var req_item_policies;
		var matched_policies = '0';

		//get the workflow script include helper
		var workflow = new Workflow();

		//get the requested items workflow context
		var item = new GlideRecord('sc_req_item');
		var context = workflow.getContexts(item);

		//make sure we have a valid context
		if ( {
			gs.log('++CatalogItemAJAXUtil: Got Policies:' + new JSON().encode(context.scratchpad.ui_policies));
			//this has already been instantiated as an array/collection, we can use it directly
			req_item_policies = context.scratchpad.ui_policies;

			//loop through all policies, find out which one's apply to this record
			matched_policies = this.getMatchingPolicies (req_item_policies,record_id);
			//gs.log('++Policy Applies to: ' + req_item_policies.applies_to +' Record we were on: ' + record_id);

		} else {
			//no workflows found for this item; ignoring...
		if (matched_policies) {
			gs.log('++Returning UI Policies: ' + matched_policies + ' for Record: ' + record_id);
		} else {
			gs.log('++No Matching UI Policies found for Record: ' + record_id);

		//convert to JSON String before sending
		return new JSON().encode(matched_policies);

	getMatchingPolicies : function (policies,record_id){
		var item_policies = [];
		for (var i = 0; i < policies.length; i++) {
			var policy = policies[i];
			if (policy.applies_to == record_id) {
				//gs.log('++ Found matching UI Policy for this record');
		return item_policies;

	type: 'CatalogItemAJAXUtil'

Finally, here is what the Catalog Client Script looks like:

function onLoad() {
	var ga = new GlideAjax('CatalogItemAJAXUtil');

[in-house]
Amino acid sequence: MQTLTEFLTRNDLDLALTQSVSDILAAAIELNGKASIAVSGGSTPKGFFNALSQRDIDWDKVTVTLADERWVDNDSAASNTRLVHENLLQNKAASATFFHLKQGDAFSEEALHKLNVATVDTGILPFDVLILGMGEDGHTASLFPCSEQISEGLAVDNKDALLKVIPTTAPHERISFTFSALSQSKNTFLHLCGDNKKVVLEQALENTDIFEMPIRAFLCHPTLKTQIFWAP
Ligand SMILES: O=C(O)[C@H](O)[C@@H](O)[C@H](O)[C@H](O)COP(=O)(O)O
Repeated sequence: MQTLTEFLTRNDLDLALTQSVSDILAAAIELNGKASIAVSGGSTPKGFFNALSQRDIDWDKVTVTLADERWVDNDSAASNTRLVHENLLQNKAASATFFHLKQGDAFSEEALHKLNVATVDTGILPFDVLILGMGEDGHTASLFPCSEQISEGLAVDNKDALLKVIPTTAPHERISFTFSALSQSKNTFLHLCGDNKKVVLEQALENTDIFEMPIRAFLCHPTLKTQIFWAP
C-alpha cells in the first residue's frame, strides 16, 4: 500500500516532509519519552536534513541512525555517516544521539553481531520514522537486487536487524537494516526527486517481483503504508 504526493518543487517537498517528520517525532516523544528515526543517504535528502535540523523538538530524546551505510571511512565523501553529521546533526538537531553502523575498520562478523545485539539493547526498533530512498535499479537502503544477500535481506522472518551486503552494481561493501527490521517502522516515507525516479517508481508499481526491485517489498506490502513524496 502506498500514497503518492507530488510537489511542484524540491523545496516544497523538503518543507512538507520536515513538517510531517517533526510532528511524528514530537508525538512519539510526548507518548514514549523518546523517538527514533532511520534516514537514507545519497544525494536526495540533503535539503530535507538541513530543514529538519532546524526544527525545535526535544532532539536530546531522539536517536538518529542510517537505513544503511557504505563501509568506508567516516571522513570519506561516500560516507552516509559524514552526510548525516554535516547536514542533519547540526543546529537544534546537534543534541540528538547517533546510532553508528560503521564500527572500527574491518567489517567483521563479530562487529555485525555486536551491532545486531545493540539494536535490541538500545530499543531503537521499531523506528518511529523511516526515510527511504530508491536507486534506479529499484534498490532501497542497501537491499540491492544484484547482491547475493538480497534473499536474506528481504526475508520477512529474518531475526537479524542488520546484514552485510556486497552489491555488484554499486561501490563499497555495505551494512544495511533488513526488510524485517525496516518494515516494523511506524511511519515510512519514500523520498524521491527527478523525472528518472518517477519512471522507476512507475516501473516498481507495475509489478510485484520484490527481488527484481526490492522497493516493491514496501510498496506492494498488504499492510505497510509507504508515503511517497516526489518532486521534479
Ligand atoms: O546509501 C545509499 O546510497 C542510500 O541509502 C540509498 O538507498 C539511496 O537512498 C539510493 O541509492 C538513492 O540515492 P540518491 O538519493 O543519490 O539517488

function ScratchpadParse(response) {
	var answer = response.responseXML.documentElement.getAttribute("answer");
	jslog('++ AJAX Answer was: ' + JSON.stringify(answer));
	var workflow_ui_policies = JSON.parse(answer);
	jslog('++ Scratchpad UI Policy Obj was: ' + JSON.stringify(workflow_ui_policies));

	//loop through and apply each UI Policy

	for (var i = 0; i < workflow_ui_policies.length; i++) {
		var policy = workflow_ui_policies[i];
		if (policy == '0' || policy == null){
			jslog('++ Returned UI Policy is not Valid for this record');

		jslog('++ Running Scratchpad Policies ' + policy['readOnly'] + ' String: ' + JSON.stringify(policy));

		//jslog('++ReadOnly:' + policy['readOnly']);
		//jslog('++writeable:' + policy['writeable']);

		//jslog('++mandatory:' + policy['mandatory']);

		//jslog('++visible:' + policy['visible']);

		//jslog('++hidden:' + policy['hidden'])

function setPolicyValues(policy_fields,action){
	for (var i = 0; i < policy_fields.length; i++) {
		var field = policy_fields[i];

		if (action == 'readOnly') {
			g_form.setReadOnly(field, true);
		} else if (action == 'writeable') {
			g_form.setReadOnly(field, false);
		} else if (action == 'mandatory') {
			g_form.setMandatory(field, true);
		} else if (action == 'visible') {
			g_form.setVisible(field, true);
		} else if (action == 'hidden') {
			g_form.setVisible(field, false);

It is these 3 pieces of code that make up the Custom Workflow UI Policy process. Once this is setup, you can have multiple custom/scratchpad UI Policies in your workflow and then based on the Record’s ID (sys_id), it will dynamically apply the corresponding UI Policy for that record.

Ok, that’s it for now, please let me know if you have any questions.